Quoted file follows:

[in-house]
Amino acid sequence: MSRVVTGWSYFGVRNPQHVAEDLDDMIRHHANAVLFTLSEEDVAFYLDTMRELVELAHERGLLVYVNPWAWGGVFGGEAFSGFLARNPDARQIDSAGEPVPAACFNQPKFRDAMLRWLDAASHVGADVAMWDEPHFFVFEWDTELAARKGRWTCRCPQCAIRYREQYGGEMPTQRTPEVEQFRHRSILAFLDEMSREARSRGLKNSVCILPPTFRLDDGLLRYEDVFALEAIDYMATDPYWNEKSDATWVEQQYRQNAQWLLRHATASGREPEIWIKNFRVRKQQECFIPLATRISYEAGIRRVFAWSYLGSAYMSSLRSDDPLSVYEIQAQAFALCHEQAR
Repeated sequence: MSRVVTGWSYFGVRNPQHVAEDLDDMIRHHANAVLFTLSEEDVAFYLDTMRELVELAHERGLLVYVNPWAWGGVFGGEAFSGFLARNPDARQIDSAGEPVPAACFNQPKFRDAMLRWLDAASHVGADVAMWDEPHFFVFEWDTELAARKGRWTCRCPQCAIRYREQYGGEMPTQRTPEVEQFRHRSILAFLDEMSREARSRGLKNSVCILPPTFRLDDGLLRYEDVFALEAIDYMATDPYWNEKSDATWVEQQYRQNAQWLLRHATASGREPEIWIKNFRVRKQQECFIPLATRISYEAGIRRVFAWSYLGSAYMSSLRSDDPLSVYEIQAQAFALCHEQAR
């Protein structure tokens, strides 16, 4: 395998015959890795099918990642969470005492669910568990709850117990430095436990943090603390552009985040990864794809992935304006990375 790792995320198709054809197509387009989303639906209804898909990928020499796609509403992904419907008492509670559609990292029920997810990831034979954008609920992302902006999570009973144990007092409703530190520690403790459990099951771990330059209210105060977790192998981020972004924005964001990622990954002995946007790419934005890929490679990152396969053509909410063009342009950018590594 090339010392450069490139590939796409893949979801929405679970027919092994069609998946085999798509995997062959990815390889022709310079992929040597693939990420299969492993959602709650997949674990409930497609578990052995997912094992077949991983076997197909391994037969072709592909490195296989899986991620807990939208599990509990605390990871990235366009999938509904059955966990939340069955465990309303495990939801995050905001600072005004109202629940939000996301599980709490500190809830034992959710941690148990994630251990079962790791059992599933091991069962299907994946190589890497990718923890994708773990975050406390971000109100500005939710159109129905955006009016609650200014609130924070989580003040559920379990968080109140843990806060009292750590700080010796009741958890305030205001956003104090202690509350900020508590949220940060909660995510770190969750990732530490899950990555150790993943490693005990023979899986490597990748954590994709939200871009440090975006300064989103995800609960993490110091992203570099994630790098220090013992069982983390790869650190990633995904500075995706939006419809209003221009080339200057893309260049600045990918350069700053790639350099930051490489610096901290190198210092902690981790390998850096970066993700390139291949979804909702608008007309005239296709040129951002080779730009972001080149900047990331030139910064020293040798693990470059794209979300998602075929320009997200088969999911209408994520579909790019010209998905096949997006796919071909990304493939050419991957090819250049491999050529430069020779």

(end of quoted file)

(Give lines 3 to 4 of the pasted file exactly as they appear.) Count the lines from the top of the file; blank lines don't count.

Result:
Repeated sequence: MSRVVTGWSYFGVRNPQHVAEDLDDMIRHHANAVLFTLSEEDVAFYLDTMRELVELAHERGLLVYVNPWAWGGVFGGEAFSGFLARNPDARQIDSAGEPVPAACFNQPKFRDAMLRWLDAASHVGADVAMWDEPHFFVFEWDTELAARKGRWTCRCPQCAIRYREQYGGEMPTQRTPEVEQFRHRSILAFLDEMSREARSRGLKNSVCILPPTFRLDDGLLRYEDVFALEAIDYMATDPYWNEKSDATWVEQQYRQNAQWLLRHATASGREPEIWIKNFRVRKQQECFIPLATRISYEAGIRRVFAWSYLGSAYMSSLRSDDPLSVYEIQAQAFALCHEQAR
């Protein structure tokens, strides 16, 4: 395998015959890795099918990642969470005492669910568990709850117990430095436990943090603390552009985040990864794809992935304006990375 790792995320198709054809197509387009989303639906209804898909990928020499796609509403992904419907008492509670559609990292029920997810990831034979954008609920992302902006999570009973144990007092409703530190520690403790459990099951771990330059209210105060977790192998981020972004924005964001990622990954002995946007790419934005890929490679990152396969053509909410063009342009950018590594 090339010392450069490139590939796409893949979801929405679970027919092994069609998946085999798509995997062959990815390889022709310079992929040597693939990420299969492993959602709650997949674990409930497609578990052995997912094992077949991983076997197909391994037969072709592909490195296989899986991620807990939208599990509990605390990871990235366009999938509904059955966990939340069955465990309303495990939801995050905001600072005004109202629940939000996301599980709490500190809830034992959710941690148990994630251990079962790791059992599933091991069962299907994946190589890497990718923890994708773990975050406390971000109100500005939710159109129905955006009016609650200014609130924070989580003040559920379990968080109140843990806060009292750590700080010796009741958890305030205001956003104090202690509350900020508590949220940060909660995510770190969750990732530490899950990555150790993943490693005990023979899986490597990748954590994709939200871009440090975006300064989103995800609960993490110091992203570099994630790098220090013992069982983390790869650190990633995904500075995706939006419809209003221009080339200057893309260049600045990918350069700053790639350099930051490489610096901290190198210092902690981790390998850096970066993700390139291949979804909702608008007309005239296709040129951002080779730009972001080149900047990331030139910064020293040798693990470059794209979300998602075929320009997200088969999911209408994520579909790019010209998905096949997006796919071909990304493939050419991957090819250049491999050529430069020779």